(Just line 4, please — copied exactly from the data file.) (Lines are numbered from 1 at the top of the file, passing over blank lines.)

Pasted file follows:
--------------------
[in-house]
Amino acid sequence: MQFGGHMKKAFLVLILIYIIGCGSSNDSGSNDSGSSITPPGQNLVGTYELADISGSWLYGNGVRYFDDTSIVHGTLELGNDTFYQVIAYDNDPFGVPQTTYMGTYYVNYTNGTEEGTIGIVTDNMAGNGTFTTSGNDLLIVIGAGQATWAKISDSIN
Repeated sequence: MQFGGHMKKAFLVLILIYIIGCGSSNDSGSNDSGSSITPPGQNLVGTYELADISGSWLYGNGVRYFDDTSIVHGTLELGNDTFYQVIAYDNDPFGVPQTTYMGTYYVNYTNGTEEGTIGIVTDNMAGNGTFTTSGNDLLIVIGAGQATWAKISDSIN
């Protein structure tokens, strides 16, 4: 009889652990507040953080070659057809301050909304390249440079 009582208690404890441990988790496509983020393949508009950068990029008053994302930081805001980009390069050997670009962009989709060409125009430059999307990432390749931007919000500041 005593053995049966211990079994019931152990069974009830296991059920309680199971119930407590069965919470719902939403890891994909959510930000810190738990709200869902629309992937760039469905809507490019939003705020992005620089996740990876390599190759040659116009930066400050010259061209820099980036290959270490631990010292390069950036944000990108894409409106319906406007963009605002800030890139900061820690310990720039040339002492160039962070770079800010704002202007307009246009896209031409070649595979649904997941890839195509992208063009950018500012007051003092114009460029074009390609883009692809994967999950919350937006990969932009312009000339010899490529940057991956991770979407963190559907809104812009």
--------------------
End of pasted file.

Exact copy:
């Protein structure tokens, strides 16, 4: 009889652990507040953080070659057809301050909304390249440079 009582208690404890441990988790496509983020393949508009950068990029008053994302930081805001980009390069050997670009962009989709060409125009430059999307990432390749931007919000500041 005593053995049966211990079994019931152990069974009830296991059920309680199971119930407590069965919470719902939403890891994909959510930000810190738990709200869902629309992937760039469905809507490019939003705020992005620089996740990876390599190759040659116009930066400050010259061209820099980036290959270490631990010292390069950036944000990108894409409106319906406007963009605002800030890139900061820690310990720039040339002492160039962070770079800010704002202007307009246009896209031409070649595979649904997941890839195509992208063009950018500012007051003092114009460029074009390609883009692809994967999950919350937006990969932009312009000339010899490529940057991956991770979407963190559907809104812009």